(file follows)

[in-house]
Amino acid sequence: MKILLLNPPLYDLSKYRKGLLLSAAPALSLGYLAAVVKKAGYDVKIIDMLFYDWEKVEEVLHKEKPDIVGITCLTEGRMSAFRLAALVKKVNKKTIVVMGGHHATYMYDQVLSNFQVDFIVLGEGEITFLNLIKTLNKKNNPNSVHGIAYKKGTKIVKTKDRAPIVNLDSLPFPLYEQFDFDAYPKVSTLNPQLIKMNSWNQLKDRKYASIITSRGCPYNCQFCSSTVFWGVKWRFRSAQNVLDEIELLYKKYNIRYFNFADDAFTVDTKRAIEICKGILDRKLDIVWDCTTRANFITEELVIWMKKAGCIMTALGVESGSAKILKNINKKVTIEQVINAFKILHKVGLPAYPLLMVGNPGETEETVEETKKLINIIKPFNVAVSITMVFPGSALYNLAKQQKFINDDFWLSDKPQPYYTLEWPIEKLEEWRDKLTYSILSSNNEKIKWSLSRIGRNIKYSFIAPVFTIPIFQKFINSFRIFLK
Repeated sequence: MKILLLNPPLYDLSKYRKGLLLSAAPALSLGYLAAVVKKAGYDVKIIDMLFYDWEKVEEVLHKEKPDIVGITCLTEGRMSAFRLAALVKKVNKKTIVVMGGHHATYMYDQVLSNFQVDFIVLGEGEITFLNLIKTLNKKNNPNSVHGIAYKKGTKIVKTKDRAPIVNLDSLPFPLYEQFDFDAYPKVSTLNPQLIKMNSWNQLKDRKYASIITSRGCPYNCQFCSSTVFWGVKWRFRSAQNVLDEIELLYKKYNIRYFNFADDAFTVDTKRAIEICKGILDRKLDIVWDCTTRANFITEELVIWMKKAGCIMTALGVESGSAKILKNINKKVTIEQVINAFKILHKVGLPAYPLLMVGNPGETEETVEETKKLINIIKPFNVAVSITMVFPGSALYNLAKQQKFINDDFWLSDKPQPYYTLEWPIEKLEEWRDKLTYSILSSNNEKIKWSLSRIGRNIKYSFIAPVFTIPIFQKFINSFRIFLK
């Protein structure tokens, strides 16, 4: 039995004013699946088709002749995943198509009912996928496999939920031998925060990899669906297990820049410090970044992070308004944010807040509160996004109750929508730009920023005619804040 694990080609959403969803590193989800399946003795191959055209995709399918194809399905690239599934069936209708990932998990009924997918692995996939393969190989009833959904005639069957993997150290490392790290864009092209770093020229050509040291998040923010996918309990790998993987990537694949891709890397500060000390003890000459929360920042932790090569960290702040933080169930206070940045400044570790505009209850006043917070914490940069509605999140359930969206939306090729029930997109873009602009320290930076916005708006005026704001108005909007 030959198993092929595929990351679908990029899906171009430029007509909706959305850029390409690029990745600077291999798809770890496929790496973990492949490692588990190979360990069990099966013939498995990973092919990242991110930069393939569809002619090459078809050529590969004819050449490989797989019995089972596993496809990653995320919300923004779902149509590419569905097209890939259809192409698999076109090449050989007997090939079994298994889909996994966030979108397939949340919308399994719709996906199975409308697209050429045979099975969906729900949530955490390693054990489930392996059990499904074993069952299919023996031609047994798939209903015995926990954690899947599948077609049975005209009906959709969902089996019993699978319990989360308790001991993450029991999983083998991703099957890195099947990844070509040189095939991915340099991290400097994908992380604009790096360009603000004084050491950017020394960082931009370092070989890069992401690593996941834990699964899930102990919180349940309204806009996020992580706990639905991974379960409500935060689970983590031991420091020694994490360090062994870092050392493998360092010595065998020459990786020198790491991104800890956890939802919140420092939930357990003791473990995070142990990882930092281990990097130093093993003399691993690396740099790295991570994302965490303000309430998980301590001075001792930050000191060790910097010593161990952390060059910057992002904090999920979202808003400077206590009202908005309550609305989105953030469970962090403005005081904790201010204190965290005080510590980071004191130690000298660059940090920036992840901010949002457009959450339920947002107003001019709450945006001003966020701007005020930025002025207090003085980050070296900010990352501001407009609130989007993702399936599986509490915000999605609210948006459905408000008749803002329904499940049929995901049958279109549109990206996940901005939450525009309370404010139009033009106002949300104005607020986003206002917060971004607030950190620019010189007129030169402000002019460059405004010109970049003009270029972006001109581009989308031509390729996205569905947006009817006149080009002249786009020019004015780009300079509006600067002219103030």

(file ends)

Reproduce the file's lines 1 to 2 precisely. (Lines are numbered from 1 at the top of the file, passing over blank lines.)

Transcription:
[in-house]
Amino acid sequence: MKILLLNPPLYDLSKYRKGLLLSAAPALSLGYLAAVVKKAGYDVKIIDMLFYDWEKVEEVLHKEKPDIVGITCLTEGRMSAFRLAALVKKVNKKTIVVMGGHHATYMYDQVLSNFQVDFIVLGEGEITFLNLIKTLNKKNNPNSVHGIAYKKGTKIVKTKDRAPIVNLDSLPFPLYEQFDFDAYPKVSTLNPQLIKMNSWNQLKDRKYASIITSRGCPYNCQFCSSTVFWGVKWRFRSAQNVLDEIELLYKKYNIRYFNFADDAFTVDTKRAIEICKGILDRKLDIVWDCTTRANFITEELVIWMKKAGCIMTALGVESGSAKILKNINKKVTIEQVINAFKILHKVGLPAYPLLMVGNPGETEETVEETKKLINIIKPFNVAVSITMVFPGSALYNLAKQQKFINDDFWLSDKPQPYYTLEWPIEKLEEWRDKLTYSILSSNNEKIKWSLSRIGRNIKYSFIAPVFTIPIFQKFINSFRIFLK